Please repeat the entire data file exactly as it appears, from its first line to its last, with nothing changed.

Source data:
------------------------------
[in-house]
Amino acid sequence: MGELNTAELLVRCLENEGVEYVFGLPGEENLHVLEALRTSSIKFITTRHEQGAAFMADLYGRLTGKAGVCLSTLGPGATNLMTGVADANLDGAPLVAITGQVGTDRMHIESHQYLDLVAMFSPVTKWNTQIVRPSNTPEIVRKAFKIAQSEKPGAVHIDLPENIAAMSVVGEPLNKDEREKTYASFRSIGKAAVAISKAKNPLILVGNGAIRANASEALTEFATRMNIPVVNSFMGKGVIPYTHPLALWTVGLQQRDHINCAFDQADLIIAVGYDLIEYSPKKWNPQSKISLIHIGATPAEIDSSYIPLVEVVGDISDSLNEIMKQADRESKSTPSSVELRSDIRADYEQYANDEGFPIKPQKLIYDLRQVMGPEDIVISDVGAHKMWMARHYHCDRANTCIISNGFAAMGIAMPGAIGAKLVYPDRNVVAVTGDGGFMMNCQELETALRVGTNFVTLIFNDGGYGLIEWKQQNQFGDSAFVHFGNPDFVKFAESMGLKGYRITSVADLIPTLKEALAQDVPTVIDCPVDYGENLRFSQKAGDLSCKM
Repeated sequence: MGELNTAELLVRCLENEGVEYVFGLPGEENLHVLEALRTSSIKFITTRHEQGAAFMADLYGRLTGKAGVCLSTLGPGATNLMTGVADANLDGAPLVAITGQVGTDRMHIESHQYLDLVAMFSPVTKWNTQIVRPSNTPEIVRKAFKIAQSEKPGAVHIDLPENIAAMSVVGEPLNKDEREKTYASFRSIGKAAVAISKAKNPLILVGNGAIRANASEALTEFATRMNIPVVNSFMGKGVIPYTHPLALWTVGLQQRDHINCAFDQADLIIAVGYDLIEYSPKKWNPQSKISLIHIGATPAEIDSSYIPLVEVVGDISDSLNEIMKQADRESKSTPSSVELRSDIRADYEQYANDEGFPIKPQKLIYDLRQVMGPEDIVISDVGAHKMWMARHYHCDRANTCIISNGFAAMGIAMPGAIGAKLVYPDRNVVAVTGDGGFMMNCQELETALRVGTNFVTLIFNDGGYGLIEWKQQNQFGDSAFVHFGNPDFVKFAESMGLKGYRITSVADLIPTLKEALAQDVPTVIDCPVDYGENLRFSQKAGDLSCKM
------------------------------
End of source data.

[in-house]
Amino acid sequence: MGELNTAELLVRCLENEGVEYVFGLPGEENLHVLEALRTSSIKFITTRHEQGAAFMADLYGRLTGKAGVCLSTLGPGATNLMTGVADANLDGAPLVAITGQVGTDRMHIESHQYLDLVAMFSPVTKWNTQIVRPSNTPEIVRKAFKIAQSEKPGAVHIDLPENIAAMSVVGEPLNKDEREKTYASFRSIGKAAVAISKAKNPLILVGNGAIRANASEALTEFATRMNIPVVNSFMGKGVIPYTHPLALWTVGLQQRDHINCAFDQADLIIAVGYDLIEYSPKKWNPQSKISLIHIGATPAEIDSSYIPLVEVVGDISDSLNEIMKQADRESKSTPSSVELRSDIRADYEQYANDEGFPIKPQKLIYDLRQVMGPEDIVISDVGAHKMWMARHYHCDRANTCIISNGFAAMGIAMPGAIGAKLVYPDRNVVAVTGDGGFMMNCQELETALRVGTNFVTLIFNDGGYGLIEWKQQNQFGDSAFVHFGNPDFVKFAESMGLKGYRITSVADLIPTLKEALAQDVPTVIDCPVDYGENLRFSQKAGDLSCKM
Repeated sequence: MGELNTAELLVRCLENEGVEYVFGLPGEENLHVLEALRTSSIKFITTRHEQGAAFMADLYGRLTGKAGVCLSTLGPGATNLMTGVADANLDGAPLVAITGQVGTDRMHIESHQYLDLVAMFSPVTKWNTQIVRPSNTPEIVRKAFKIAQSEKPGAVHIDLPENIAAMSVVGEPLNKDEREKTYASFRSIGKAAVAISKAKNPLILVGNGAIRANASEALTEFATRMNIPVVNSFMGKGVIPYTHPLALWTVGLQQRDHINCAFDQADLIIAVGYDLIEYSPKKWNPQSKISLIHIGATPAEIDSSYIPLVEVVGDISDSLNEIMKQADRESKSTPSSVELRSDIRADYEQYANDEGFPIKPQKLIYDLRQVMGPEDIVISDVGAHKMWMARHYHCDRANTCIISNGFAAMGIAMPGAIGAKLVYPDRNVVAVTGDGGFMMNCQELETALRVGTNFVTLIFNDGGYGLIEWKQQNQFGDSAFVHFGNPDFVKFAESMGLKGYRITSVADLIPTLKEALAQDVPTVIDCPVDYGENLRFSQKAGDLSCKM